After a week of sniping, Seattle Mayor Mike McGinn and state Sen. Ed Murray took a break in a debate at the Belltown Community Council Thursday night, where they stuck mostly to their own talking points, muted their attacks and ended with what may have been the first cordial handshake of the campaign.
Moderators Jeanne Kohl-Welles, the state senator whose district includes Belltown, and Belltown Community Council President Elizabeth Campbell (not to be confused with the anti-tunnel activist of the same name), said no progress is made on formulating policy for the city’s future if the candidates just point fingers at each other. In that spirit, the moderators allowed many two-minute answers that gave McGinn and Murray more time to formulate thoughtful responses.
Crime and public safety were again central themes of the debate. Campbell asked McGinn to commit to hiring 100 new police officers and guarantee they would be on the street next year. McGinn said the city didn’t have money for that many, but said that with improving city revenues, his budget would fund 30 new cops who likely would be on patrol. He also spoke in favor of his Center City Initiative, which tries to identify bad actors downtown and determine if they are amenable to treatment or other social services or whether they should be arrested and charged with a crime.
“When are services appropriate and when are consequences appropriate? You can’t have one without the other. We all know we need to enforce against violent activities,” McGinn said.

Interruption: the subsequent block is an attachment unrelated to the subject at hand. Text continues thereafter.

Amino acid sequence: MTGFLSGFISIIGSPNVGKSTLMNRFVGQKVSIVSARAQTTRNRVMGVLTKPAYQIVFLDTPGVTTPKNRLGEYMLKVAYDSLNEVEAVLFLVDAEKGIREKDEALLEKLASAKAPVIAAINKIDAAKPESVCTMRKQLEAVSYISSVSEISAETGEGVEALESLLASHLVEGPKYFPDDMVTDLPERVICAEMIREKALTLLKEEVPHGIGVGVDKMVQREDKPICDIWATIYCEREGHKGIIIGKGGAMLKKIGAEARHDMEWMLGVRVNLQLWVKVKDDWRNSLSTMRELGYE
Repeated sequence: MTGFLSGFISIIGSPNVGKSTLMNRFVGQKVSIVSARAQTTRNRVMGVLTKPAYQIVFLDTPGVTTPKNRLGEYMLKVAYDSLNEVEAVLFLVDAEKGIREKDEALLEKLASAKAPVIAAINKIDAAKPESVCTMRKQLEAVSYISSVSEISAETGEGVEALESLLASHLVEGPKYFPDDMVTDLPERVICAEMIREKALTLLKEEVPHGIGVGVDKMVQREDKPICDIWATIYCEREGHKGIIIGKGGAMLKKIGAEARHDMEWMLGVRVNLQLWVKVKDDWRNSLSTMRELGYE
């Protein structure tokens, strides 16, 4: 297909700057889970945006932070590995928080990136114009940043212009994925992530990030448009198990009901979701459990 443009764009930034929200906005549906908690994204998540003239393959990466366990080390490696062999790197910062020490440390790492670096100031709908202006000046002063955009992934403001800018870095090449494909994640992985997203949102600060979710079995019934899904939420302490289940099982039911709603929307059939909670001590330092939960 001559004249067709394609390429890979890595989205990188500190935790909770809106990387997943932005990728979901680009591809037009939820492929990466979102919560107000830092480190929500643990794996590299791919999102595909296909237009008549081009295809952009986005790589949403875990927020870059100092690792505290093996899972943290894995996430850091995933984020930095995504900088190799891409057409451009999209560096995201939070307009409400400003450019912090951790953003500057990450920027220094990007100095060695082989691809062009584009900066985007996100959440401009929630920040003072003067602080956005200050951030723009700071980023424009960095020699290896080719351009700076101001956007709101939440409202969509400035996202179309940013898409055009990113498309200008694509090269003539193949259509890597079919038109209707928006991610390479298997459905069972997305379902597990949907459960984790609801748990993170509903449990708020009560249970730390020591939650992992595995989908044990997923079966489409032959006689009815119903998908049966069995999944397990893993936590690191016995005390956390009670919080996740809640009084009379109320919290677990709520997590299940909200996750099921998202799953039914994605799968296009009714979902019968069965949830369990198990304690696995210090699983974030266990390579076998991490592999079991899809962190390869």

Murray said that Seattle lost officers overall during budget cuts the past few years and needs to consistently add more police. “If people are breaking the law, they need to be arrested,” he said. In one mild attack on McGinn, Murray said, “Officers don’t have a clear message about what to do [about downtown crime]. That’s a problem of leadership.” But Murray avoided being painted into the law-and-order corner — often a loser for mayoral candidates in Seattle (i.e., Mark Sidran) — by reiterating that no officers should be hired unless they are trained in urban policing, anti-bias and use of force.
Murray also outlined his criteria for a new police chief and how he would conduct the selection process. He served on the search committee that ultimately chose Chief Gil Kerlikowske, and said he thinks the current process scares off good candidates.
McGinn did himself no favors when he noted that he already had selected one chief, John Diaz. Diaz was widely viewed as ineffective at changing the department culture. McGinn also failed to outline a potential search process, fueling speculation that he’s happy with Acting Chief Jim Pugel and would not undertake a national search.
McGinn was again the more energetic and specific candidate on city issues. He made so many references to examples of working with others that he seemed to be trying to distance himself from his reputation as difficult to get along with, after several high-profile fights in the past four years.
Murray had a lower-wattage performance, although he’s sharpening some references to his legislative experience to make them relevant to Seattle issues, such as when he talked about an overhaul to the state juvenile justice system that created more effective programs and reduced incarceration.